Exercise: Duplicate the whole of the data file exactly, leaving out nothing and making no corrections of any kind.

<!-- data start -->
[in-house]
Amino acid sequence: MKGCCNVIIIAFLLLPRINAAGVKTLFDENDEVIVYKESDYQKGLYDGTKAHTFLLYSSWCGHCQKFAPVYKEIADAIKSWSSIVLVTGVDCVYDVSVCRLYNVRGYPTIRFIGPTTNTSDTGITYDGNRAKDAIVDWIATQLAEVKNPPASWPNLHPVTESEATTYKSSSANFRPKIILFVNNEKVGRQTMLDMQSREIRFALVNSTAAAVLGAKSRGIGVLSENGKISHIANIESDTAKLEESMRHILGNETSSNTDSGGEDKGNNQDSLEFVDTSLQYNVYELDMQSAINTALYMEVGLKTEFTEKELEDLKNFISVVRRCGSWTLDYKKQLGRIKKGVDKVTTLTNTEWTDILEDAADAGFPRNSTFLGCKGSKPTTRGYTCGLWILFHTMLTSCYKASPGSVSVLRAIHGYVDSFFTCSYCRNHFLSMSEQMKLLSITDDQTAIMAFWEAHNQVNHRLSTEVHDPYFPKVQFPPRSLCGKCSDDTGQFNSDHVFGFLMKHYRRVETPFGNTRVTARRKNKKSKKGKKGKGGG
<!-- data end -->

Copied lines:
[in-house]
Amino acid sequence: MKGCCNVIIIAFLLLPRINAAGVKTLFDENDEVIVYKESDYQKGLYDGTKAHTFLLYSSWCGHCQKFAPVYKEIADAIKSWSSIVLVTGVDCVYDVSVCRLYNVRGYPTIRFIGPTTNTSDTGITYDGNRAKDAIVDWIATQLAEVKNPPASWPNLHPVTESEATTYKSSSANFRPKIILFVNNEKVGRQTMLDMQSREIRFALVNSTAAAVLGAKSRGIGVLSENGKISHIANIESDTAKLEESMRHILGNETSSNTDSGGEDKGNNQDSLEFVDTSLQYNVYELDMQSAINTALYMEVGLKTEFTEKELEDLKNFISVVRRCGSWTLDYKKQLGRIKKGVDKVTTLTNTEWTDILEDAADAGFPRNSTFLGCKGSKPTTRGYTCGLWILFHTMLTSCYKASPGSVSVLRAIHGYVDSFFTCSYCRNHFLSMSEQMKLLSITDDQTAIMAFWEAHNQVNHRLSTEVHDPYFPKVQFPPRSLCGKCSDDTGQFNSDHVFGFLMKHYRRVETPFGNTRVTARRKNKKSKKGKKGKGGG